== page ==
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A Question of Sound

PostPosted: Mon Jul 04, 2005 12:48 pm
by howard male
We've all on occasion impressed others (and ourselves) by recognising a song played on the radio in a fraction of a second - we've not heard the main hook, the vocal, or even a word of the lyrics. All we have heard is the sound - or if you will, the record's sonic signature.

Try this at home. Invite a fellow music obsessive, in fact even someone with just a casual liking for music will do (my sister's quite good at it) to guess a track they are familiar with, after just the tiniest sound-bite. I remember at a party a couple of years ago, friend and fellow CG poster NickH - forever the attention seeker - shouting out 'Superstition!' After only hearing one thud of bass drum and one thwack of snare, in its drums-only intro.

You may think of a song's defining qualities as melody, lyrics, chord sequence and rhythm: the melody and lyric are the bits you sing along to or whistle; the chord sequence dictates the mood - minor chords - sad, major chords happy etc, and the rhythm, whether it's reggae, rock, hip hop, or whatever. But it's the sound which gives a record it's stamp of identity; it's DNA signature, it's uniqueness, its very texture. Most of us can probably identify, even tracks we loathed, in the blink of an eye, or the crash of a hi-hat symbol.

This is why, since the beginning of popular music as a recorded phenomena, the role of the producer has become so important. The producer may not write the track, or even arrange it, but what he does do is find a sound for it. All these other elements - melody, chords etc - are the timeless ingredients of music. What makes a record sound 'of it's time' is it's sound. Conversely, it is also the thing that is most likely to make the record sound horribly dated, if the producer has been too concerned about getting a 'fashionable' sound.

Many cutting-edge tracks today are basically a mosaic of sounds, rather than being traditionally composed where the songwriter sits with guitar or at the piano waiting for his/her muse to turn up. A modern dance track is typically built from the ground up. Starting with a sampled loop of rhythm and bass which is then augmented by additional samples and live instrumentation until something more substantial begins to loom out of the sonic mist. If the producer ends up with something which is more than the sum of it's parts, then he/she may have stumbled upon that holiest of holy grails - A New Sound!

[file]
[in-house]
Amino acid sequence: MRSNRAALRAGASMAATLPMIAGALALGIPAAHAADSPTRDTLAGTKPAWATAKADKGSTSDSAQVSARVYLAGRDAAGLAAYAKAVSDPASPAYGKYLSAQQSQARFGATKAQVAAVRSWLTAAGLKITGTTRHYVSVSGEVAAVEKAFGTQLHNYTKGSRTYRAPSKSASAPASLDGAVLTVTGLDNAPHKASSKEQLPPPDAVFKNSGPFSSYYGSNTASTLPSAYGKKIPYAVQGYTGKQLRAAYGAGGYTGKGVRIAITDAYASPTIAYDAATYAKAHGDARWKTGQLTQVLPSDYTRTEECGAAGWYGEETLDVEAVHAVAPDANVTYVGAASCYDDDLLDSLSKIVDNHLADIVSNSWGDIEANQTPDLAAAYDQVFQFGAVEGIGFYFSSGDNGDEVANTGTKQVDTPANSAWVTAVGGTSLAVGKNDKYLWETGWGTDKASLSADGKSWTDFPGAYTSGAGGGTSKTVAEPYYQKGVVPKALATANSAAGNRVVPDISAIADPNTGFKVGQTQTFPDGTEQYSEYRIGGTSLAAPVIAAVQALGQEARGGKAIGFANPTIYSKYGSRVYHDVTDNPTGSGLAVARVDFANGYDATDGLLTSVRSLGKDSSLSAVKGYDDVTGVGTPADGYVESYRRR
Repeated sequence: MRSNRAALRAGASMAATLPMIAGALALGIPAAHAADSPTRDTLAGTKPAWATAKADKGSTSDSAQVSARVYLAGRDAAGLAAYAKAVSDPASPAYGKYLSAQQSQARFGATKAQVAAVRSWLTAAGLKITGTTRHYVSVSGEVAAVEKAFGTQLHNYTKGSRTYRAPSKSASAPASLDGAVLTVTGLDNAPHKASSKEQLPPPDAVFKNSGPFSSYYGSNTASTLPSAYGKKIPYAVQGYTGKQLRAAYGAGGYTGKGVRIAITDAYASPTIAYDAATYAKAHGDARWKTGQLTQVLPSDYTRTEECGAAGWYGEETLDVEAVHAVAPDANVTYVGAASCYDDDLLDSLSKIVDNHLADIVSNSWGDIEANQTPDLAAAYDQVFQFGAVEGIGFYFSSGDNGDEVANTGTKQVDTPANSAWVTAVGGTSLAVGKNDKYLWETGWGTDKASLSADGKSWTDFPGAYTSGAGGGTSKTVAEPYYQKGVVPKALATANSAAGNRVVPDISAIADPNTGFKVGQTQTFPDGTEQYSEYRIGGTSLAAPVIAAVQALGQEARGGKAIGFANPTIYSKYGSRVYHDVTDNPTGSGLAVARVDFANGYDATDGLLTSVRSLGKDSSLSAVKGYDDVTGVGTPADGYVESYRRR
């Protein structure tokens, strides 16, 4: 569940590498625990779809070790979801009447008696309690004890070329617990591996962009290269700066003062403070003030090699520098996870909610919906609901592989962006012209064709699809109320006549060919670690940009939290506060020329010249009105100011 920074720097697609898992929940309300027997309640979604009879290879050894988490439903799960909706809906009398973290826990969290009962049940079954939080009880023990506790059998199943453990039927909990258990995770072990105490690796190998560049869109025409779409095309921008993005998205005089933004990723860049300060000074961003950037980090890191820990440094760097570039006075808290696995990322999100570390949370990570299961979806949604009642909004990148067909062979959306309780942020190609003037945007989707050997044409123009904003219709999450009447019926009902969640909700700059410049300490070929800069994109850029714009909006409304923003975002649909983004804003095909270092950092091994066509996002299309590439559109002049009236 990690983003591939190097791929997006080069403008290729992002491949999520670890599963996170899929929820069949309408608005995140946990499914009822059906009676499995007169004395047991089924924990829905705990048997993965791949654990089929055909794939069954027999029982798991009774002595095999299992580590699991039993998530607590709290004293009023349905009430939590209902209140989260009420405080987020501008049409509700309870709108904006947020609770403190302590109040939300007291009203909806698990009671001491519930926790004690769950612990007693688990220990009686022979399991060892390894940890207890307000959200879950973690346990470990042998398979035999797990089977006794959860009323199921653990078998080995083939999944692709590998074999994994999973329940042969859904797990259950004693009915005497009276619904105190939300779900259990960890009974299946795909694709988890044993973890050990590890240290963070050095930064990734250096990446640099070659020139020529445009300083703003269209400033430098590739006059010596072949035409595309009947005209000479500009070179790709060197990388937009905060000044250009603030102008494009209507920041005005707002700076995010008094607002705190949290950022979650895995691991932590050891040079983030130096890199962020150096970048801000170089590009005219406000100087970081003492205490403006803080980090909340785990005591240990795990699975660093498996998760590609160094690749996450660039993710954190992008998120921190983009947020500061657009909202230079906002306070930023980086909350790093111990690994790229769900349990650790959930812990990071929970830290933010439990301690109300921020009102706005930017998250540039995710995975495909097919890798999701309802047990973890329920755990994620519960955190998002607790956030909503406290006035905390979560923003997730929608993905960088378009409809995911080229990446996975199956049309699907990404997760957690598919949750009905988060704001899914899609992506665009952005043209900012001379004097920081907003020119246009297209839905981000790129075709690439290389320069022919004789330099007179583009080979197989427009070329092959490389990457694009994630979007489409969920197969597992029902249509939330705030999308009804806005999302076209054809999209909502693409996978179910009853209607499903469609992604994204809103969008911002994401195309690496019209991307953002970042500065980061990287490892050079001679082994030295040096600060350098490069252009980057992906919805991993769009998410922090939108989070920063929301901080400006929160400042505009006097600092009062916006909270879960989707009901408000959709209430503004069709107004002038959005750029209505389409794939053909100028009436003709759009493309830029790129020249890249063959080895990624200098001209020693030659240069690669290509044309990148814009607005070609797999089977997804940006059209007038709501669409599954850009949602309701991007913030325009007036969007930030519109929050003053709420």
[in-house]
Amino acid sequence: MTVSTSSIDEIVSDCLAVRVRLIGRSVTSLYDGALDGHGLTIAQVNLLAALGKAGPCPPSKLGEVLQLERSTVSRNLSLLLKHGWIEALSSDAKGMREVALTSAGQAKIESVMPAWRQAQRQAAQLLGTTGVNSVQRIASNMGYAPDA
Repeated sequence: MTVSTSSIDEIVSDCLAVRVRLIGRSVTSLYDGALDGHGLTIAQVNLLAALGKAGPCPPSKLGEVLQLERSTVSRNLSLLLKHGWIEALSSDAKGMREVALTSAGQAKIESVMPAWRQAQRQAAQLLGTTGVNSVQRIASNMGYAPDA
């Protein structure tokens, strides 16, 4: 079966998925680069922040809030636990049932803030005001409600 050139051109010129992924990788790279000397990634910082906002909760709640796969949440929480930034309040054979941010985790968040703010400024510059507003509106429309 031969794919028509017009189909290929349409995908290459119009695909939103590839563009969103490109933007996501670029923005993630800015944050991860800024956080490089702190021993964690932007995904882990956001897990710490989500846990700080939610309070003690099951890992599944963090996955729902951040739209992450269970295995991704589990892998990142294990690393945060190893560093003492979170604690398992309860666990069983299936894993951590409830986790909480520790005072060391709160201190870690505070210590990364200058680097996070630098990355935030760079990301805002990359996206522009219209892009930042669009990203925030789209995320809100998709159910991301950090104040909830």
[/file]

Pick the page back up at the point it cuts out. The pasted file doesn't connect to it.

A New Sound can kick-start a new genre, and will be imitated shamelessly for a couple of years by countless other artists and producers until it starts to fall on deaf and bored ears, and them another new sound must be found.

I'm addicted to new sounds. The lone troubadour strumming a guitar and singing simply doesn't do it for me anymore, however good the lyrics or persuasive the voice. Simply because I've heard that sound a million times before. This is also true of the music I grew up loving. Rock's sound-palette has become almost as limited and predictable to my ears as that of the chamber orchestra.

However if you are fully tuned into a genre such as rock, the talented producer still tries to make sure he tickles your ears with small changes in what is essentially the same picture. Take the humble snare drum for example. At face value it's just calf skin or plastic stretched over a hollow metal frame, which a bloke who hangs out with musicians is required to hit hard with a wooden stick at regular intervals - usually on every other beat, or every fourth beat, if you're counting. Catgut or metal wires called snares are stretched across the drum's underside to create that characteristic rattle. But it's a rare thing to hear the characteristic rattle of a snare unadulterated.

Over the decades the sound a snare drum makes has been compressed, phased, swamped in reverb, recorded in the bathroom, or in the case of Tom Waits, Camille, Son of Dave and others - imitated with vocal chords. All so that you, the music consumer, can remain interested when you listen to a record. It will sometimes even be replaced by a handclap, tambourine, finger-clicks, or a cow bell. The important thing, is that there's a short, sharp, percussive sound on every second and fourth beat of the bar, as the rock grammatical template demands. Only the sound changes. And that is because man cannot live on melody and rhythm alone. To keep you coming back for more, the producer - arguably the most important cog in the music-making machine - has to keep finding new ways of dishing up what is essentially the same meal.

And so we come to world music. If you really want new sounds this is really the only place to look. To extend a metaphor to breaking point - if rock is the sausage and mash of music, then world is a riotous Rijstaffel of spicy new sounds. A smorgasbord for the adventurous music lover, with something new being brought to the table every day.

The fact that there is no musical template to adhere to with world music, and that every conceivable mix of musicians from every corner of the globe are splicing their musical DNA in a totally unselfconscious way, even as we speak, means that new sounds are happening as lucky accidents everyday.

But as well as a multitude of different cultural sensibilities combining to make new sounds, there are also a multitude of new (or new to western listeners) instruments. No sooner have we all become familiar with the ngoni or the balifone, when along comes another intriguing, multistringed device from a parallel universe, with a sound which is both familiar and unfamiliar at the same time.

What a joy it is to be able to escape the dictatorship or musical monopoly of the electric guitar at last, after all these years. Even if we still all need to go back there, every now and then, when all these new sounds just get a bit too much.